Two fundamental principles of the European Union are the right of all EU citizens to freely travel from one member state to another and their right to transfer their assets from one European member state to the other.

Not only so. Malta is one of the 28 states that make up the EU that has managed to transform itself into a vociferous economic activity moving in line with far more economically advanced member states.

It is actually here that the difficulty arises. In order for one to travel out of these islands, for whatever the reason, one must necessarily make use of either air or sea transport, thus incurring hefty expenses. If one travels by air, one must make use of any transport available, while if one travels by sea, the cost of travelling with a car is considerable.

I humbly believe that, as we have overcome the difficulty of competing with other advanced countries, so it shall be in finding a solution to this issue and being the first to herald such a change. 

The European Union is aware of the fact that, if it aspires to remain united, it must push towards the creation of jobs and be able to compete.  

So conscious of this fact is the EU that it puts forward substantial grants to assist member states to invest in road systems that unite the states, thus making it simpler to travel from one country to another. 

The Connecting Europe Facility (CEF) and European Regional Development Fund (ERDF) are such funds which bolster plans like the Ten-T project or other ambitious projects such as EVA+Electric Vehicles Arteries between Italy and Austria.

Even Malta has benefitted from these funds and programmes. On the continent, European citizens can make use of their car to cross from one country to the other. Beneficial as much such financial help or road construction might be, we in Malta, ultimately, end up in the sea.

We can never consider ourselves to be fully European once we are not in a position to enjoy the same rights, namely that of interconnectivity

Here it is worth observing that one of the European future principles is that of fairness and I am convinced that if this principle is to hold water, we cannot continue to be treated as tourists whenever we leave the Maltese archipelago and head over to the European mainland.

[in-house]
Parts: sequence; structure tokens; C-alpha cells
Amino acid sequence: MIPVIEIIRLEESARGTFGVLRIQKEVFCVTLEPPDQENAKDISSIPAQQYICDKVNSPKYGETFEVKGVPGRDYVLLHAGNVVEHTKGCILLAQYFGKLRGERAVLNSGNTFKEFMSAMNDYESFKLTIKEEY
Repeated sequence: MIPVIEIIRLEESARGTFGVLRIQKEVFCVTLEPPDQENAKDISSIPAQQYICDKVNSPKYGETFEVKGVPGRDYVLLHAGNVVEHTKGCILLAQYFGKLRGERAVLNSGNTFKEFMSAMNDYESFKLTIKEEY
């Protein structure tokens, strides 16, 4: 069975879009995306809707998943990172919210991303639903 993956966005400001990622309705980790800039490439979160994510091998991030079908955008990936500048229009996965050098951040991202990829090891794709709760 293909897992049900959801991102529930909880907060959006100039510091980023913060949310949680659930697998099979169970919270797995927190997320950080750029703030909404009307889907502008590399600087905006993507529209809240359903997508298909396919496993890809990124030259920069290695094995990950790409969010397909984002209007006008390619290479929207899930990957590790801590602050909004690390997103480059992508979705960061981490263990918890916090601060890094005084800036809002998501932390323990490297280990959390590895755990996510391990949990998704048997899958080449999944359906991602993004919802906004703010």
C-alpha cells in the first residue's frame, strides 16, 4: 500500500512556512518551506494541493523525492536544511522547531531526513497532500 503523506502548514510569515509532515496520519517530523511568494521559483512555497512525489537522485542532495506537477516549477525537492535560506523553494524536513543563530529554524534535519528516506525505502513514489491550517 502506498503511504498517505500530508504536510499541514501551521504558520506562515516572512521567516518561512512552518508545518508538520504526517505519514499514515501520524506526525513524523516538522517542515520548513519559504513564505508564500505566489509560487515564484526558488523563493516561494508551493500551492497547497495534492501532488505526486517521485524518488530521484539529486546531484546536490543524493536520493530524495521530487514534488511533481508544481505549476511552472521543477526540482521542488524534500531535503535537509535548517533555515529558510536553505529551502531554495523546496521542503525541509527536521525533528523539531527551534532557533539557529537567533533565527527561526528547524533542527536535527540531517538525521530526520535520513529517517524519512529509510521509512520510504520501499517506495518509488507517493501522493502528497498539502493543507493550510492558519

If our European counterparts have the right to travel inter-state by making use of their vehicle at a relatively cheap price, it should also be so for residents of Malta and Gozo.

For European equality of rights to subsist in this sense, there must be equal access when it comes to dealing with interconnectivity policies, and hence, if I were to be afforded your trust, I will be doing all that is necessary to bring about a situation where, when it comes to travel by car on mainland Europe, such a right would be equal and applicable to everyone alike.

In our case, as is the case with other island states, there should be a system identical to that which is already in practice between Gozo and mainland Malta, whereby the difference between the established price and the actual price, which is expected to be paid for each destination, is either subsidised or guaranteed from a special fund set up for this purpose.

This is a solution that should be deeply considered given that, as matters stand, it is not conceivable to have a tunnel that unites our archipelago with mainland Europe.

We can never consider ourselves to be fully European when we are not in a position to enjoy the same rights, namely that of interconnectivity, as other Europeans within the bloc.

Joseph Sammut is a Labour Party candidate for the upcoming European Parliament elections.

This is a Times of Malta print opinion piece


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